"It's really nice, Howard," I said after a considered pause. I was thirteen years old and I doled out my compliments accordingly.
"Well, thank you," he replied, rummaging around in his pants pocket and pulling out a fist-sized roll of $100 bills. "To celebrate your approval, we're going shopping." At this, he darted past a frumpy leather lounger, unlocked the door, and waved me on. "We can put your stuff away later. C'mon."
Across the street from my brother's new building was a fashionable boutique called Charivari. I had noticed it on my way in because Annie would talk about it incessantly over the phone when she called me from school. Though it was far too expensive for her collegiate budget, she liked to fantasize about their biannual sales, and I was receptacle enough for her reveries. The store felt both spare and sumptuous at once. It was a small space, but immaculately kept. The racks were only halfway filled, each item in its special place. When I first set eyes on the merchandise, I hardly dared touch it, it looked so pure and clean. As I gazed, Howard followed along, telling me repeatedly that he wanted me to have anything I liked. After some minutes of wandering the store in circles, unable to focus on the task at hand, a white linen blouse caught my eye. The buttons were made of a clear glass and glinted prettily in the light. I looked at the price tag -- $400 -- and recoiled. I imagined my father somewhere over my shoulder, shaking his head in disapproval. My mother was behind the other shoulder, shrieking at the top of her lungs that if Howard would ever bother to take her shopping (which of course he never would) and if he ever offered to buy her anything at all, well then, she'd damn well take him up on it. I stared at the blouse for a very long time and with a terrible longing. A wispy salesman even asked me if I'd like to start a dressing room, but I couldn't do it.
"I mean it," Howard insisted. "Anything at all. That's what money's for."
I gazed up at his eager face and thought of all the blouses that I'd ruined in my life. As I was about to tell him that it wasn't any use, I noticed a plain pair of sunglasses in the display case at the front of the store. They had thick square lenses and a functional design. The only thing that made them worthy of their place at Charivari was the fact that they were green -- a very pretty green, like the sea.
"They're made of tortoiseshell," the salesman said, picking them out of the case. When I took the glasses in my hands, I glanced furtively at the price tag -- $100 -- still too much, but before I could replace them, Howard had paid, snapping a single green bill from his roll.
When we got outside the store, I asked Howard the one question that none of us in the family had been able to answer. How had he gotten his hands on so much money? He explained to me that, since his first days playing poker in New York, he'd risen through the limits till he made it to the highest staked table in the city: the $50-$100 game at the Mayfair Club. "If I'm beating my table," he told me, the rush-hour traffic pooling around us, "I stand to make about fifty dollars, maybe even a hundred an hour -- that's a lot." I accepted his answer. It was the answer we'd all guessed at, even contrary to our worst expectations, but it was only one half of the truth.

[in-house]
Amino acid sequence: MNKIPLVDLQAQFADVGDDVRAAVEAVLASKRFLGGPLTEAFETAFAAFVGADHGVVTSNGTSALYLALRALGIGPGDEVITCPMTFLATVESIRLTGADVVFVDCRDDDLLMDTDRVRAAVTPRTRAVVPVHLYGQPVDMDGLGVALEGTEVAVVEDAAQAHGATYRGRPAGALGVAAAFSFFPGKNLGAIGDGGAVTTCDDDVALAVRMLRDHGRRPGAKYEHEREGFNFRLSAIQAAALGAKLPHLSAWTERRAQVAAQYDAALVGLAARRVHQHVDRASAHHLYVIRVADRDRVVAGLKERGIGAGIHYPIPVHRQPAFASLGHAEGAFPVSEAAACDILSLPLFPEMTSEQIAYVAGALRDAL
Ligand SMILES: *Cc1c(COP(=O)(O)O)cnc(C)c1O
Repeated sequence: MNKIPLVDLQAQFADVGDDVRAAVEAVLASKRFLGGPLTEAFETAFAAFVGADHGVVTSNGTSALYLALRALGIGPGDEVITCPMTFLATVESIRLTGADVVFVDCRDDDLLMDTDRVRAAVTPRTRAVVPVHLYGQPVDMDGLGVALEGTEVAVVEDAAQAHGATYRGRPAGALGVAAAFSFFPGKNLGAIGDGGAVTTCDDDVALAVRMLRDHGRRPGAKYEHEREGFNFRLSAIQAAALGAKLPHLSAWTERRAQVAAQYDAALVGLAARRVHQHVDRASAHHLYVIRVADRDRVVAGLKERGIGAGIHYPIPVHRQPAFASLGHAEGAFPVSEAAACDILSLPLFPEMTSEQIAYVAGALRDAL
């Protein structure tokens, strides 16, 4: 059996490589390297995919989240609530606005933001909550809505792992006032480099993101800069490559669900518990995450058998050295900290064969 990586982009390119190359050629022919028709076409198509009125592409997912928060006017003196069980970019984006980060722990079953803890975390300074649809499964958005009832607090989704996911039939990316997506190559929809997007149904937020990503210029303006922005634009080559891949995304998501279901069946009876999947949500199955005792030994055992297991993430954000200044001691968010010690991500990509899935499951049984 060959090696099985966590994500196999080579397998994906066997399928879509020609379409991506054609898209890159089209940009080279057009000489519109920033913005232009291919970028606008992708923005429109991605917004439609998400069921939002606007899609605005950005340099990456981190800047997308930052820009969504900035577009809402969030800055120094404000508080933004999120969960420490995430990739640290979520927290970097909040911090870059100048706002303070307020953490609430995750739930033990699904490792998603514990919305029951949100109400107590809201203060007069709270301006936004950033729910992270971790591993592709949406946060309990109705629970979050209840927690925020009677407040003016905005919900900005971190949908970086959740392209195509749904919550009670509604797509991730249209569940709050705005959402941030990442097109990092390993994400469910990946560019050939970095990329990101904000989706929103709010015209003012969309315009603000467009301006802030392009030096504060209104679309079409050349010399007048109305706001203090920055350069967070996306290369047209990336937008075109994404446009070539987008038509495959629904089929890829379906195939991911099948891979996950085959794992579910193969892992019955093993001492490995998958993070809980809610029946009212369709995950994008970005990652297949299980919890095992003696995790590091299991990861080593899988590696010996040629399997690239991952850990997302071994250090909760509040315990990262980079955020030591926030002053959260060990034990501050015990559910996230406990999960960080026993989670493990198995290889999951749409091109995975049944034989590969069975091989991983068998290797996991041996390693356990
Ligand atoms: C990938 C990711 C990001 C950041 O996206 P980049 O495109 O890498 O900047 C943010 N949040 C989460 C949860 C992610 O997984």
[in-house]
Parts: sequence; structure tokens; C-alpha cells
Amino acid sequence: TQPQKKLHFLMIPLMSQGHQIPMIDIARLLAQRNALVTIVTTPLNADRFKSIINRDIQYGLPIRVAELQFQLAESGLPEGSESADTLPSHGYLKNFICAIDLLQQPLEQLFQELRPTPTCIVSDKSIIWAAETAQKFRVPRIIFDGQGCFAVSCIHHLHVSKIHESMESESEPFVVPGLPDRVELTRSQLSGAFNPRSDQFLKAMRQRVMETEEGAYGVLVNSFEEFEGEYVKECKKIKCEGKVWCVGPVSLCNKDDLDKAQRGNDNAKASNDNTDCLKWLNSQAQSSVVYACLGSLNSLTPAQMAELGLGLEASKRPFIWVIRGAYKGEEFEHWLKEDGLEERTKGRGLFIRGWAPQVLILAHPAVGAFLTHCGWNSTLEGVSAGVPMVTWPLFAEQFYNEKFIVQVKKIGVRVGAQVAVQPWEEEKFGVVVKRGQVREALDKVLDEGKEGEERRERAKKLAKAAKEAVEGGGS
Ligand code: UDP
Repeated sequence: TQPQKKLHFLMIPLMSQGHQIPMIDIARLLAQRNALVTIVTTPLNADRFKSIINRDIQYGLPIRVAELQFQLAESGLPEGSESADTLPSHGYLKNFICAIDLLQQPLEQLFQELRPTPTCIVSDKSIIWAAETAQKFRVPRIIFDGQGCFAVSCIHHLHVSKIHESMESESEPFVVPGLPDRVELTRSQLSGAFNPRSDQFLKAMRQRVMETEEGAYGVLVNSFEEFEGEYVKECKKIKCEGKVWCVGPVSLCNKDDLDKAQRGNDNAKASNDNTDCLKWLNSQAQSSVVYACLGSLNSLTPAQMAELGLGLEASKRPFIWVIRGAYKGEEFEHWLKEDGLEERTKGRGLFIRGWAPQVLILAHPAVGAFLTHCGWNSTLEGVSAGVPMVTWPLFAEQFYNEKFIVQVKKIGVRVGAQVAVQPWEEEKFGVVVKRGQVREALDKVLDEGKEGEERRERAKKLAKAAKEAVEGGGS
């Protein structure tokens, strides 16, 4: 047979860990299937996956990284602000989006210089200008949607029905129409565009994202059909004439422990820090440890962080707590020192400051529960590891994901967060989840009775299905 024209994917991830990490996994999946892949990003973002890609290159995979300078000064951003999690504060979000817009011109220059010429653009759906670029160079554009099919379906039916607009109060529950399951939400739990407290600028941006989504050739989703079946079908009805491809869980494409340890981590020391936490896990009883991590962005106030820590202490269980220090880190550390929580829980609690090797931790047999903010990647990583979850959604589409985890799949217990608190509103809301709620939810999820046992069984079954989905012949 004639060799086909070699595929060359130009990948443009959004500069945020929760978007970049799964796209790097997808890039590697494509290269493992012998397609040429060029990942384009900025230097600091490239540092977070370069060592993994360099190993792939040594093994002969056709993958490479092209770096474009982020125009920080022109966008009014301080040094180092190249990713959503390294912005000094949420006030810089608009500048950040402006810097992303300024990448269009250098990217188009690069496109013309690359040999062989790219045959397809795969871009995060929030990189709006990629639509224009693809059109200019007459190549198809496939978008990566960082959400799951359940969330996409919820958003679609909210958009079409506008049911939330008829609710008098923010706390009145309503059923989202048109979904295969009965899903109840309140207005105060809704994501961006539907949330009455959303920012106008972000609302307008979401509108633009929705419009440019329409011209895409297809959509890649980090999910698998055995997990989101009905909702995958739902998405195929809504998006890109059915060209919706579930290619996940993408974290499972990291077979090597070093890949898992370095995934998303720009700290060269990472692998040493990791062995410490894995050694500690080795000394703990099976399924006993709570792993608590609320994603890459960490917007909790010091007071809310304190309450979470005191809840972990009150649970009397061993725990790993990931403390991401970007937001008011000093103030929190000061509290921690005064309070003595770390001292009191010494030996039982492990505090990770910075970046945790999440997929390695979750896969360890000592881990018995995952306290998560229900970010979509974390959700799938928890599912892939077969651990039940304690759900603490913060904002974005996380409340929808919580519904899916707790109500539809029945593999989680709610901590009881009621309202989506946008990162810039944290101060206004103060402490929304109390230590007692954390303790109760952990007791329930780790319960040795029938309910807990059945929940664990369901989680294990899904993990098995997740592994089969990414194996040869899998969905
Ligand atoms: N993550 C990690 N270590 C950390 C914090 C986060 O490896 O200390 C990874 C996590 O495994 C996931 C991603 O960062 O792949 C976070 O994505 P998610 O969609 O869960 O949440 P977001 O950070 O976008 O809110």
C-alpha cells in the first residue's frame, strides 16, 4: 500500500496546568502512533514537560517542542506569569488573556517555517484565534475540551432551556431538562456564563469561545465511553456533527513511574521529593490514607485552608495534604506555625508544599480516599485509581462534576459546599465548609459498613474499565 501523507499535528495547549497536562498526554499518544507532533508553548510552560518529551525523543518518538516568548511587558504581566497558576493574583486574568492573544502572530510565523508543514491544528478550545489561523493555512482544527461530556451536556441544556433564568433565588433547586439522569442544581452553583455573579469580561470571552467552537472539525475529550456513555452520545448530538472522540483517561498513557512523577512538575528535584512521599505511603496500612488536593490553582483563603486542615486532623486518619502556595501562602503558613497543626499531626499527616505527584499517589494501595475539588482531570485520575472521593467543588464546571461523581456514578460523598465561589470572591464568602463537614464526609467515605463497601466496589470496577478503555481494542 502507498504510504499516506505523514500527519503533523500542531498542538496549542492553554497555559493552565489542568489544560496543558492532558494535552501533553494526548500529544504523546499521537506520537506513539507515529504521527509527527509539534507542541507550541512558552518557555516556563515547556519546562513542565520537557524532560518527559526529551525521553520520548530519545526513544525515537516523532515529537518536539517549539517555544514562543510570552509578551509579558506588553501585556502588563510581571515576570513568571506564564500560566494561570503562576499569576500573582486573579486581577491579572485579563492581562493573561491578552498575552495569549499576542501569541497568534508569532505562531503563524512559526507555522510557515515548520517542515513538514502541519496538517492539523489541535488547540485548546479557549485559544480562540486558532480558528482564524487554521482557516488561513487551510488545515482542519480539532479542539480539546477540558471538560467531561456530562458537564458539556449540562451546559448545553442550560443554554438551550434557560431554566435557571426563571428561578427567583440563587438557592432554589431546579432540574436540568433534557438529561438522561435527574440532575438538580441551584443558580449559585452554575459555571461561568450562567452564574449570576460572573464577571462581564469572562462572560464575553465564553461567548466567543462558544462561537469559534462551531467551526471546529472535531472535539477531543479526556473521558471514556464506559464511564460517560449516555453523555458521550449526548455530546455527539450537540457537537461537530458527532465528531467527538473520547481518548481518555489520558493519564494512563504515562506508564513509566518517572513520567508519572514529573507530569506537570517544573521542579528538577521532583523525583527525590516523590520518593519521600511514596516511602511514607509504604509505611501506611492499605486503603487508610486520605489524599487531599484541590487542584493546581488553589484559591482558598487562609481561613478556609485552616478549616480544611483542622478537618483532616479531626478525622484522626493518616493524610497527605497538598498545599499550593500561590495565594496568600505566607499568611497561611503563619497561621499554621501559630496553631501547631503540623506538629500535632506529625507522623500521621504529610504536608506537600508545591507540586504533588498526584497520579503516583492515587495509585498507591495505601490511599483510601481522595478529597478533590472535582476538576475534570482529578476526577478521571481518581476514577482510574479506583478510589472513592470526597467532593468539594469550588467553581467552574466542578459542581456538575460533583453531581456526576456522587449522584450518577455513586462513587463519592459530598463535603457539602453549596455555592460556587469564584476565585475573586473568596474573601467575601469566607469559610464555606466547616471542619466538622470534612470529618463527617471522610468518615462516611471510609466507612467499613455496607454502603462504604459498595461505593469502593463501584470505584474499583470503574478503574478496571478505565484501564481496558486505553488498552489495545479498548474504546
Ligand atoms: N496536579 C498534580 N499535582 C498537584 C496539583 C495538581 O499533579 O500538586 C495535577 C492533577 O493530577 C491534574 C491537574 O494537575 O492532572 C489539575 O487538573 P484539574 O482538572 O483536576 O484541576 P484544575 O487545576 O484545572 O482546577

As we walked in the apartment, the phone started ringing. It was someone named "Z," who I gathered was some sort of business associate. "I've got to run an errand and you'll have to come with," Howard said. We then hopped a cab to the Mayfair, near Gramercy Park.
I try now to remember what I thought about the game of poker back then, when I was thirteen, and I suppose it must have seemed awfully mysterious. Though my father dabbled in it, playing for quarters in a faculty game at the school where he taught, and though Annie had watched Howard play and had come to understand the game quite well, the family as a whole regarded it as vulgar -- good enough for con men and their ilk, but certainly not good enough for us. It was, in other words, no bridge, and so, even though the family itself may have been composed of a poor moral fiber, we looked down our noses at poker.
My personal view of the game changed when I walked into the Mayfair, however. The walls were as yellow as old lemon rinds and the short charcoal carpeting was sullied and worn, but the majority of the clientele was sparkling. Howard's table, which was in the far corner of the main room, was the only exception, for it was the proverbial "biggest game in town" and a magnet for professional players, who liked to wear sateen and sweats.
"Is Z here?" Howard asked, as we sidled up to the table. It was early for a game of poker on a Sunday night, and there were only four people playing: a slight fellow named Mickey, who was wearing a sweatband around his mop of yellow hair (and bore an uncanny resemblance to the tennis star Björn Borg); a swarthy man named Billy Horan (who'd originally invited Howard to join the game); and a very stiff Orthodox rabbi -- the sucker (even I could see that).